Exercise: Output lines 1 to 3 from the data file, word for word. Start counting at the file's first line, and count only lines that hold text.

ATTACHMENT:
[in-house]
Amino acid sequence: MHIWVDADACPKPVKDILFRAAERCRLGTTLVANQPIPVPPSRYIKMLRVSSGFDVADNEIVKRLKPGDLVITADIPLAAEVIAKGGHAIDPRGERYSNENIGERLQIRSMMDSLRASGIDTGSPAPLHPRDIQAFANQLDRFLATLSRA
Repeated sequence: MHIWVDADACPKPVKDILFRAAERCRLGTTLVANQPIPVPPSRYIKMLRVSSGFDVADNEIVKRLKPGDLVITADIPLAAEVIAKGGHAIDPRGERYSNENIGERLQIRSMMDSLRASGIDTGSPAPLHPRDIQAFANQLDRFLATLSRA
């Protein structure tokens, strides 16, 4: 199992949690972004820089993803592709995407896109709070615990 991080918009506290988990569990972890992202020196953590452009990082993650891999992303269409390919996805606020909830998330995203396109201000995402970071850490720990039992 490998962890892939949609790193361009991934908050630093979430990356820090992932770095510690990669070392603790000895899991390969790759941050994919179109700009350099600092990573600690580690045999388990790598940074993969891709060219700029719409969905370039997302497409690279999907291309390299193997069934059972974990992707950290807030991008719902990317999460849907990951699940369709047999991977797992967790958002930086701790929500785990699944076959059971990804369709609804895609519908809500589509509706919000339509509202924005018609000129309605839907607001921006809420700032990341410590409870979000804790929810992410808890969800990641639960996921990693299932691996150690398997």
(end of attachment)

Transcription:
[in-house]
Amino acid sequence: MHIWVDADACPKPVKDILFRAAERCRLGTTLVANQPIPVPPSRYIKMLRVSSGFDVADNEIVKRLKPGDLVITADIPLAAEVIAKGGHAIDPRGERYSNENIGERLQIRSMMDSLRASGIDTGSPAPLHPRDIQAFANQLDRFLATLSRA
Repeated sequence: MHIWVDADACPKPVKDILFRAAERCRLGTTLVANQPIPVPPSRYIKMLRVSSGFDVADNEIVKRLKPGDLVITADIPLAAEVIAKGGHAIDPRGERYSNENIGERLQIRSMMDSLRASGIDTGSPAPLHPRDIQAFANQLDRFLATLSRA